ANOVA to examine the relationship between attitude
toward the BSC and managerial experience and store
size.

RESEARCH METHODOLOGY

We used an Internet-based survey to collect the data for


this study, and senior managers pretested our survey.
After modifying a few questions as a result of the
pretest, we e-mailed requests for Wildcat managers to
participate, and then two weeks later we sent a second
e-mail as a reminder. Of the 475 Wildcat managers at
the time, 361 respondents submitted a survey. Of these
responses, we eliminated 15 because of incomplete
information, so we had 346 usable responses (308 store
managers and 38 district and regional managers) and a
response rate of 72.8%.30
We captured responses using a seven-point scale
from 1 to 7, with 1 indicating no emphasis or strongly
disagree (depending on the questions specific wording)
and 7 indicating great emphasis or strongly agree.
Therefore, we employed the mean/median value of 4
on all scales. To elicit more accurate information, we
assured respondents that we would not report their specific responses to upper management. Instead, we provided upper management with a summary report and
analysis along with recommendations for improvements.31 We housed the survey on a university server,
so upper management did not have direct access to the
data.
Although we asked managers to furnish their store
number, we did not require them to do so. Of those
managers completing the survey, 235 voluntarily provided
their store number. Wildcat provided financial results
and BSC scores for all stores, so we then matched the

R E S U LT S

Tables 1, 3, and 4 contain the results of the t-tests.


Table 1 reports the t-test for attitude. The result
reflects that managers have a positive attitude toward
the BSC, and this result is statistically significant in
support of hypothesis 1. This finding indicates that, on
average, managers of Wildcat, Inc., have a favorable attitude toward the BSC. Because a positive attitude
toward the BSC is crucial to securing managerial support for the system, this response is necessary for system success.
Table 1 also shows the findings for hypotheses 2(a)
through 2(c). These results suggest that the BSC

t-Test Results
Attitude Toward the BSC and Benefits of BSC Usage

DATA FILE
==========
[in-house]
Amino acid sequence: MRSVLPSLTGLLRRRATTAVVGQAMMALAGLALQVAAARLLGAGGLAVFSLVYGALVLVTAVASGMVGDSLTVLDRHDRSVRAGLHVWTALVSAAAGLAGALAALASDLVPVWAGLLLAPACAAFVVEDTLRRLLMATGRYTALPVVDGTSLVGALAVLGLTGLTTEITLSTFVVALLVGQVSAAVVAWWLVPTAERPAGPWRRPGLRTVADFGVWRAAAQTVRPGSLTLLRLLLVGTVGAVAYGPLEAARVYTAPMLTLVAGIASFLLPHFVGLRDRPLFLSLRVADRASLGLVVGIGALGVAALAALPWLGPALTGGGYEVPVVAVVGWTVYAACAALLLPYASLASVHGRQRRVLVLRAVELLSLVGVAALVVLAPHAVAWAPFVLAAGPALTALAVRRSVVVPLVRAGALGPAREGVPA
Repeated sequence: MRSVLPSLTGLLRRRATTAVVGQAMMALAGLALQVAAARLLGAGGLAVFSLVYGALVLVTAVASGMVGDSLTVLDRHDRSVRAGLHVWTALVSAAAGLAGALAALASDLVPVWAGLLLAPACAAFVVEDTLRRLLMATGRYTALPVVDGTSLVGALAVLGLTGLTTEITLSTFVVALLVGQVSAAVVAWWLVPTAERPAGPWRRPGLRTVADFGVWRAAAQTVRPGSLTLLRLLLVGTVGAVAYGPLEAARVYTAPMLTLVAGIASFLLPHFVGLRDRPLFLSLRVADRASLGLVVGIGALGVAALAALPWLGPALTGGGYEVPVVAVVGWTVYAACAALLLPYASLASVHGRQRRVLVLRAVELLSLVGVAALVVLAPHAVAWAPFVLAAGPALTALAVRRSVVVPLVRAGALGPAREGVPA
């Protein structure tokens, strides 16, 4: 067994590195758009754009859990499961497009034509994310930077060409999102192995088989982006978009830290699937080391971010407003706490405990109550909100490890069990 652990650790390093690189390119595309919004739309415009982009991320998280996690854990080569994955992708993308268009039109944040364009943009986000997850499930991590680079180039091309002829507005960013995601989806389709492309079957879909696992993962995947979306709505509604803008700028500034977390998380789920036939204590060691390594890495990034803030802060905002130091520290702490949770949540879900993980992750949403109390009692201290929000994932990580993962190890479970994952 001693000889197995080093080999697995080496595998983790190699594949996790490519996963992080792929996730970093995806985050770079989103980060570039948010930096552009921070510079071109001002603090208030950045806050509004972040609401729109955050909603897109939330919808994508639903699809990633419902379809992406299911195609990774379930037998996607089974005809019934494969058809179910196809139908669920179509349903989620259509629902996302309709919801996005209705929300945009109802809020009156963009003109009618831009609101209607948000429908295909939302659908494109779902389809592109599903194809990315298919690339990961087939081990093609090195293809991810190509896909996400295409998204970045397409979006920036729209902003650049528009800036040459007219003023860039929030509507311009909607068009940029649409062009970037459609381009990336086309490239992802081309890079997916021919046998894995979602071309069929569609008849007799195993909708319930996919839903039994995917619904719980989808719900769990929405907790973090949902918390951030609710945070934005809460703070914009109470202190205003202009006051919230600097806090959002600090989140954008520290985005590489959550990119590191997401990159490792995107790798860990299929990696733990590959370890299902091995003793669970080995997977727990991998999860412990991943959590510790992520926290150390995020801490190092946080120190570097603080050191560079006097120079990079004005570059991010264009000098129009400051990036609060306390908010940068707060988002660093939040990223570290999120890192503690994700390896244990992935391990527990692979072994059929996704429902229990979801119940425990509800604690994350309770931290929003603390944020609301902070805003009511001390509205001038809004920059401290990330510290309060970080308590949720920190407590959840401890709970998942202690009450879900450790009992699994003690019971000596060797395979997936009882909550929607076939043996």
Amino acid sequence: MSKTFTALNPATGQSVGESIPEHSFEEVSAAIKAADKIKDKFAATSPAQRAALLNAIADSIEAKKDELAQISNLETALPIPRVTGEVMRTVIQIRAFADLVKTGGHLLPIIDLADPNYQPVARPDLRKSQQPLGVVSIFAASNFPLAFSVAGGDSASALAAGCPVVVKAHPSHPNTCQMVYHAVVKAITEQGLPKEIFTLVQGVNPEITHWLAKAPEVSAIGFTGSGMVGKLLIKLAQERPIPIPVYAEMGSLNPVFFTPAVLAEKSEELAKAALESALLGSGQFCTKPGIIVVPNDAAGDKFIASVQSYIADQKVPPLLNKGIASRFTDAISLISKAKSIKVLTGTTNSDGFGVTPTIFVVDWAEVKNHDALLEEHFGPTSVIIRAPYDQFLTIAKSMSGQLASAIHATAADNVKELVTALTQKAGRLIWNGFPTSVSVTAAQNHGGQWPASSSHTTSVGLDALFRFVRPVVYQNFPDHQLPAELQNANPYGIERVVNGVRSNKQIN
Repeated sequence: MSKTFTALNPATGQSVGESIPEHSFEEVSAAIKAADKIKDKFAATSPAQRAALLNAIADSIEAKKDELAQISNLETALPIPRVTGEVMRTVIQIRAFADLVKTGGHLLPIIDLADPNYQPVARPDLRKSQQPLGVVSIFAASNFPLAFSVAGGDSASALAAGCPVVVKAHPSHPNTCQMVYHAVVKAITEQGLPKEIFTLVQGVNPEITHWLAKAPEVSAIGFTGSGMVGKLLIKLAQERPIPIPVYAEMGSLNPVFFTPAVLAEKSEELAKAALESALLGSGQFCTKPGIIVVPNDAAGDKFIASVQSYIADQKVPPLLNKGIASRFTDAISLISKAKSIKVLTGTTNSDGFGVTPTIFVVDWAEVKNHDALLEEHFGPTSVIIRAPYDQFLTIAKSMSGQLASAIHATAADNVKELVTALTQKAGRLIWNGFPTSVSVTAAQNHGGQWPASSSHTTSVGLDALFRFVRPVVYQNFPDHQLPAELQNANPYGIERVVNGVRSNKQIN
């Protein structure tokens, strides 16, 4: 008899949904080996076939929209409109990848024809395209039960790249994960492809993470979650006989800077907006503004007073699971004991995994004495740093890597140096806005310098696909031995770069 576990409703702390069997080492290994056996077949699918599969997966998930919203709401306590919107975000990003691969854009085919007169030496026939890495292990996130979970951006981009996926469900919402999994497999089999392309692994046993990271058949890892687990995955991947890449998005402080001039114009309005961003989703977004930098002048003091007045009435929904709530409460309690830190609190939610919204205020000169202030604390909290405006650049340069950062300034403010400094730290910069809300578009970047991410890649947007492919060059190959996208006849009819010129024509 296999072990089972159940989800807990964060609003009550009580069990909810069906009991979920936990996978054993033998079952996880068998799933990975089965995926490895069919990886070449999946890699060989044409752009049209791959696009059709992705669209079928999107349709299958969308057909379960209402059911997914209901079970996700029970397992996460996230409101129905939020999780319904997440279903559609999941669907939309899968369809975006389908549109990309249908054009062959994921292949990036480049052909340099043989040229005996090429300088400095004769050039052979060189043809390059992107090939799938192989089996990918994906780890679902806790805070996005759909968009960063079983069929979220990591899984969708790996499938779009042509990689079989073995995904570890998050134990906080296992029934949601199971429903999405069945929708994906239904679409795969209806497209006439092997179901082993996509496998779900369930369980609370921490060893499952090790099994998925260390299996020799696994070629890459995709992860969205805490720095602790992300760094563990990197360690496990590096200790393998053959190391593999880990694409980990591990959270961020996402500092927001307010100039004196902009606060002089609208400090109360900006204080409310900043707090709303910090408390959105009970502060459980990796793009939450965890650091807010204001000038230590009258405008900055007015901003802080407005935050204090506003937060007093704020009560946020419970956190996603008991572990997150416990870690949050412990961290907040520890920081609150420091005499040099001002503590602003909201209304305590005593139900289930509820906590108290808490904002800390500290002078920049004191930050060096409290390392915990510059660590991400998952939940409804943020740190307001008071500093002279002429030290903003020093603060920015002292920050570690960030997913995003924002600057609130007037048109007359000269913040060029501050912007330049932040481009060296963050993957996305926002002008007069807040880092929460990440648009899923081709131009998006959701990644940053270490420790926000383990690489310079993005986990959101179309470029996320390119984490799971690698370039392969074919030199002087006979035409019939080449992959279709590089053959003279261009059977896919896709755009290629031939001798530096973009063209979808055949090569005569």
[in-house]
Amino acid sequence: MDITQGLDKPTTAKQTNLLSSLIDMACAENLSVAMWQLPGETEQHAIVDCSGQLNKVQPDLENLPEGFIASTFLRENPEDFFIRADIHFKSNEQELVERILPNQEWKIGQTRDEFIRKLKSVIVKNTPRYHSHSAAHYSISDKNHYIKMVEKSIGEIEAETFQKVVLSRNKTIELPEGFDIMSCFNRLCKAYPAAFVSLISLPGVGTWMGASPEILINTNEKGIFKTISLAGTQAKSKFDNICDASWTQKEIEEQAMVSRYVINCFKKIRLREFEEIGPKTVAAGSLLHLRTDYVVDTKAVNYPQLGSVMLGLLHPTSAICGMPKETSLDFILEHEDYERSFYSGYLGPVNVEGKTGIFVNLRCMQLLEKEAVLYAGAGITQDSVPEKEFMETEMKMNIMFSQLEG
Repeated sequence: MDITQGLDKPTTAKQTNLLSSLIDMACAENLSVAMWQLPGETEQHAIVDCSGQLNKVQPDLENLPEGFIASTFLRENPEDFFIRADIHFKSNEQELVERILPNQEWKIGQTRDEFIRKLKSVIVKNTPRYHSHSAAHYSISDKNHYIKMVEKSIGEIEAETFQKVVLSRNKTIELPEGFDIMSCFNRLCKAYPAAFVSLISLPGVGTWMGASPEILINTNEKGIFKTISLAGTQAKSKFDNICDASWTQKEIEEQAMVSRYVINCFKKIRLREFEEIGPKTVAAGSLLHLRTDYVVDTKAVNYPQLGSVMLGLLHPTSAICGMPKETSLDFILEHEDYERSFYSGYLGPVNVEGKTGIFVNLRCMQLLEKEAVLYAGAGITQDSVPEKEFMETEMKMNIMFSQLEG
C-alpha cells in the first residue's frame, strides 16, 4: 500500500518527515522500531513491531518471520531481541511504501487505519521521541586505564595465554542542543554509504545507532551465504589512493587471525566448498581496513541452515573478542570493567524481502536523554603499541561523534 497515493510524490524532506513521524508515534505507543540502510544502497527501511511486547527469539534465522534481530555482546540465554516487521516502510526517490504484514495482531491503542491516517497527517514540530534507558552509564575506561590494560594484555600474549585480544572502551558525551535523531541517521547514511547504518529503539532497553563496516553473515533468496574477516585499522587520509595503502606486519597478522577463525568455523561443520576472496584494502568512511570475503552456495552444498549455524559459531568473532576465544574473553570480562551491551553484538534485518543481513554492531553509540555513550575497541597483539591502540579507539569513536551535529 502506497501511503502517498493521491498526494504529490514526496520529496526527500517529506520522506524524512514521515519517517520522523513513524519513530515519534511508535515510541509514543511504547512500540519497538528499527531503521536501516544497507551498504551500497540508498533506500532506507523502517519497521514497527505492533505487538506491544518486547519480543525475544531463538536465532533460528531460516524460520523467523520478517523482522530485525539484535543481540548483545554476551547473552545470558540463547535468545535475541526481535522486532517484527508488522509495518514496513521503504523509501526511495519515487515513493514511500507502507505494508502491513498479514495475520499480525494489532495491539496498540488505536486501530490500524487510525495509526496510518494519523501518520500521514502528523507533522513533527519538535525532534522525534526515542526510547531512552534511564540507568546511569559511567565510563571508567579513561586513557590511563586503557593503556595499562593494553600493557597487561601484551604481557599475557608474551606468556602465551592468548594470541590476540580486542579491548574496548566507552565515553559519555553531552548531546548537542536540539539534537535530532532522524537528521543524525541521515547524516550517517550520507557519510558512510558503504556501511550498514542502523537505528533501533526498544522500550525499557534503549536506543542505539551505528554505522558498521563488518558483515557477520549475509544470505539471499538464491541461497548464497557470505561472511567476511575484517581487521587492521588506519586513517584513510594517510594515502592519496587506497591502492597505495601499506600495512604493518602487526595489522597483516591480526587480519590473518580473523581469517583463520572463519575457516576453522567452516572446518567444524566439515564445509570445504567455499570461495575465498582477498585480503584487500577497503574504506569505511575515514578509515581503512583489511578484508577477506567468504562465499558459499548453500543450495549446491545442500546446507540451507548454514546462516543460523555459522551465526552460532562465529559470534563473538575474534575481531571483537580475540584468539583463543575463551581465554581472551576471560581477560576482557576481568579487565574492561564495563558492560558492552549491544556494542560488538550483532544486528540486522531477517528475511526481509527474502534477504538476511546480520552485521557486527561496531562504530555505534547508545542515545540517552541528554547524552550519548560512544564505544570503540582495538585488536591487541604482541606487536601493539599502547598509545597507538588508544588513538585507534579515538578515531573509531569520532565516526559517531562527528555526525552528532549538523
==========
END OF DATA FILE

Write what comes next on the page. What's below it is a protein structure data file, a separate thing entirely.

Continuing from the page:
Table 1:

Hypothesis
1

Hypothesis

Dependent Variable
Attitude

Dependent Variable

(n=346)

Mean

Standard Deviation

4.803

1.398

Mean

Standard Deviation

t-value
10.688***

t-value

2a

Improves Understanding of How to Achieve Strategy

4.398

1.626

4.555***

2b

Impacts Way I Perform Job

4.974

1.576

11.491***

2c

Provides Financial Benefit to Store

4.605

1.538

7.312***

Variable Scale (1 = strongly disagree, 7 = strongly agree); test value Ho # 4 (median)


***Significant at the 0.01 level

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Correlation Matrix Significance


BSC Scores, Satisfaction, and Financial Performance
Table 2:

(n=230)
Financial Performance

BSC Score

Financial Performance

1.0000

BSC Score

0.6334
(0.0000)***

1.0000

Satisfaction

0.0982
(0.1375)

0.1783
(0.0067)***

Satisfaction

1.0000

( ) indicates significance of the pair-wise correlation


***Significant at the 0.01 level

t-Test Results
Organizational Benefits of BSC
Improvement in the Specified Area Resulting from the BSC
Table 3:

(n=346)
Research
Question

Dependent Variable

Mean

Standard Deviation

t-value

1a

Communication across Functions

4.035

1.538

0.423

1b

Communications between Managers and Employees

3.869

1.563

-1.557

1c

Teamwork

4.219

1.578

2.578***

1d

Goal Alignment

5.047

1.489

13.070***

1e

Fairness of Individual Performance Evaluation

3.761

1.651

-2.694***

1f

Fairness of Organization Performance Evaluation

4.369

1.601

4.290***

1g

Decision Quality

4.143

1.465

1.814*

1h

Job Satisfaction

3.423

1.560

-6.883***

1i

Employee Performance

3.650

1.525

-4.268***

1j

Business Performance

4.735

1.541

8.871***

1k

Shareholder Value

3.722

1.820

-2.839***

1l

Overall Focus on Goals of My Store

5.082

1.472

13.670***

Variable Scale (1 = strongly disagree, 7 = strongly agree); test value Ho = 4 (median)


* Significant at the 0.10 level, ***Significant at the 0.01 level

cant association exists between the BSC score and managerial satisfaction, supporting hypothesis 3. Similarly,
the results indicate a significant association between the
BSC score and the financial results as measured by saleto-plan, supporting hypothesis 4.
As additional tests of the BSCs potential benefits,
Table 3 contains the results for research questions 1a

improves managers understanding of how to achieve


organizational strategy (2a), impacts how managers do
their job (2b), and provides a financial benefit to the
store (2c). Thus managers perceive that the BSC is beneficial for Wildcat.
To test hypotheses 3 and 4, we used a correlation
matrix (see Table 2). The results indicate that a signifi-

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t-Test Results